Retailization of healthcare creates an opportunity for health plans to leverage technology to give patients the same customer experiences they would receive from their bank or favorite department store. Technology experts predict that more plans will take advantage of this technology in 2017, as they ramp up marketing efforts.
“Health plans are catching up to trends that are underway in other industries. We see this with the move toward building a more retail-like experience for consumers—becoming a data-driven practice of medicine,” says David Nace, chief medical officer of MarkLogic, a database that integrates, stores, manages, and searches data. “However, moving in this direction does require a paradigm shift in how plans think about their data and the technologies that they use to leverage it.”
Here are four technology solutions your health plan should be exploring:
1. Tech that attracts members
Susan Yeazel, national healthcare principal at Point B, a management consultancy, says that the variety of customers health plans are marketing to makes it challenging to create effective consumer-marketing strategies—but it’s not impossible.
“As critical to who, when it comes to customer experience, is what—the circumstances that bring the customer and the health plan together at a specific point in time,” Yeazel says. “These elements must be considered in an agile framework that will determine the customer experience, and which forms the foundation of the opportunities facing health plans. As the combinations of these elements are considered, landing on those most meaningful to customers can be daunting but, in a consumer driven market, there is increasing expectation that health plans deliver everything from one-touch digital to high-touch compassionate sales and service, based on customer needs and preferences.”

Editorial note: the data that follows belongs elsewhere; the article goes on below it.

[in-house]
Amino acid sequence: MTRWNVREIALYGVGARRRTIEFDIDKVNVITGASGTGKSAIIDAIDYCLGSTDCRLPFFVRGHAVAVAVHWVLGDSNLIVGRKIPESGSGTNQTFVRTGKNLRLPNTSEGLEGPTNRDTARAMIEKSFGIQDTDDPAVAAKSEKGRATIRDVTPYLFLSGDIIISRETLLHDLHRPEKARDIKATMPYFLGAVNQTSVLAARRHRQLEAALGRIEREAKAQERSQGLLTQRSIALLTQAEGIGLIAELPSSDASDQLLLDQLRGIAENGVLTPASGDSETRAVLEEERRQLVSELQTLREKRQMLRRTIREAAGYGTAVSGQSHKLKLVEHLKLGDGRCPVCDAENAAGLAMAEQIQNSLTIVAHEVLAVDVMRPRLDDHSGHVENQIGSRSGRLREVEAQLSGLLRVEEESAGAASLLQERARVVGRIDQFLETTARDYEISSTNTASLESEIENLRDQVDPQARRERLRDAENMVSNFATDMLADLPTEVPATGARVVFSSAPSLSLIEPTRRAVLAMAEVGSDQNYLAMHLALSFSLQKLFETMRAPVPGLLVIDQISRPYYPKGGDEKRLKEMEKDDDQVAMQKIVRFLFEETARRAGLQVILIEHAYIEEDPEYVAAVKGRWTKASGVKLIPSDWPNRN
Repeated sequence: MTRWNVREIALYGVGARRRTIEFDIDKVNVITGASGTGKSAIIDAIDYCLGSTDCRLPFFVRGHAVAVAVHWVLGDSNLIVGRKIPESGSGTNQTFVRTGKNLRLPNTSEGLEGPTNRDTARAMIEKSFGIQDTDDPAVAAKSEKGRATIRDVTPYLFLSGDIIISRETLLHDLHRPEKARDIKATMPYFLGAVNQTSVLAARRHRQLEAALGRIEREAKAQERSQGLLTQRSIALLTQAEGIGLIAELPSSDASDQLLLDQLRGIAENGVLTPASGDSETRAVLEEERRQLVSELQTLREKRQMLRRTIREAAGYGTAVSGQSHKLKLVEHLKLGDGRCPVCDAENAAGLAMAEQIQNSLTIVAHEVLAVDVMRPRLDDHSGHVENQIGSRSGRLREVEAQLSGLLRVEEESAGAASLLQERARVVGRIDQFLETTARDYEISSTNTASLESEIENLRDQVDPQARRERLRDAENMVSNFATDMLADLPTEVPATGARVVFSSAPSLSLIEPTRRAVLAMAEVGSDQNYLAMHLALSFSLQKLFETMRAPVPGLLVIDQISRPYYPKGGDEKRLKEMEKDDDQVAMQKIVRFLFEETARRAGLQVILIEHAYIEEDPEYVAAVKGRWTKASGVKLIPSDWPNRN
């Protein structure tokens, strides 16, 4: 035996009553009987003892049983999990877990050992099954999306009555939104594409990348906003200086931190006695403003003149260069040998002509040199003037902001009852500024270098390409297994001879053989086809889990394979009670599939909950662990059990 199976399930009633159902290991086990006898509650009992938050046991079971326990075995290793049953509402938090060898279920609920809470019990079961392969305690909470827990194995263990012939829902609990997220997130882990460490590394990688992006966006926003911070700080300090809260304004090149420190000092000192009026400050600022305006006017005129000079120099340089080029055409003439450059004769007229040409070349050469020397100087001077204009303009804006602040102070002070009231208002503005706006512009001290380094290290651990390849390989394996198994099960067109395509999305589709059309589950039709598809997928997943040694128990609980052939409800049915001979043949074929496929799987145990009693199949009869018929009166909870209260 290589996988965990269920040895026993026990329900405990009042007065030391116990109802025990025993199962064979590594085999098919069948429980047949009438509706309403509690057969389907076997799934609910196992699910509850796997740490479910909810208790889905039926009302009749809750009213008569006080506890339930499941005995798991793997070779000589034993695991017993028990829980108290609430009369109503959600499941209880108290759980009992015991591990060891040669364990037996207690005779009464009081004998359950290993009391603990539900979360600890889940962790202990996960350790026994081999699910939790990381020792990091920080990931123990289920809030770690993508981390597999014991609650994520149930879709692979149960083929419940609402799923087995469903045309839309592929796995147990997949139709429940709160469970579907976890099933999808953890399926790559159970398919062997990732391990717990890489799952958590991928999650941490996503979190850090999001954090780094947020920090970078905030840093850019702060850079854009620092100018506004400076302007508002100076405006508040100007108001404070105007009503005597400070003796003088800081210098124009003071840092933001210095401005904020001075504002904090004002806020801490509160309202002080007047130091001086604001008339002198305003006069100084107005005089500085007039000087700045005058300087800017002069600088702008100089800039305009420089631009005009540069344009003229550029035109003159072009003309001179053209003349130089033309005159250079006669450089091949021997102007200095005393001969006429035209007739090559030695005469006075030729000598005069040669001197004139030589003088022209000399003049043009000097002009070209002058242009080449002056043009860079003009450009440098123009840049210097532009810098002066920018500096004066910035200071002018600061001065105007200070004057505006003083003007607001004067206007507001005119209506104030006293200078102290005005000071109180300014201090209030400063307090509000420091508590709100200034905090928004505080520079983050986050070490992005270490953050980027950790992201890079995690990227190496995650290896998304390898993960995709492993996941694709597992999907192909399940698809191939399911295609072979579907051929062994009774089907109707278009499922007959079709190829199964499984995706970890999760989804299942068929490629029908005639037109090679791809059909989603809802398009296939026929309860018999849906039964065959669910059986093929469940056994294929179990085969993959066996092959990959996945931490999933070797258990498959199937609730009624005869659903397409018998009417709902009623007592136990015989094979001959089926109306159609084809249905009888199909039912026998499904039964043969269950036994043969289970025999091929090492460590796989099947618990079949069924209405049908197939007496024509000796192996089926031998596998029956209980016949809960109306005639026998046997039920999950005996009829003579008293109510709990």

To meet this growing expectation, health plans can look to other progressive industries to better use the existing data they have, and ramp up mobile applications to reach patients with pertinent information and keep them engaged.
“The retail and financial services industries are models for health plan observation,” Yeazel says. “Retail has clearly made enormous progress in both anticipating and customizing the purchase experience and, in some cases, the service experience. Financial services is an important model because of the similarities to health plans in terms of the strict regulatory requirements for privacy and data security.”
2. Tech that assists members
Plans have access to vast amounts of patient data, including income, education, housing, and social services data that is not typically stored in electronic health records. This data, coupled with health information, gives health plans the opportunity to market to patients holistically, Nace says.
“More recently, health plans are benefiting from new data technologies that provide a 360 view of all the information regarding a consumer, and can present the information in a meaningful, understandable, and ‘plain English’ fashion,” Nace says. “When consumers contact their health plan by phone, by e-mail, text, fax, or in person, they expect to have answers around their benefit coverage, financial responsibilities, providers that are available, and programs and tools that benefit them.”
Often, this information is in a wide variety of databases and systems within the payer environment, however, it is not immediately accessible as a complete view of everything related to what the consumer needs to know.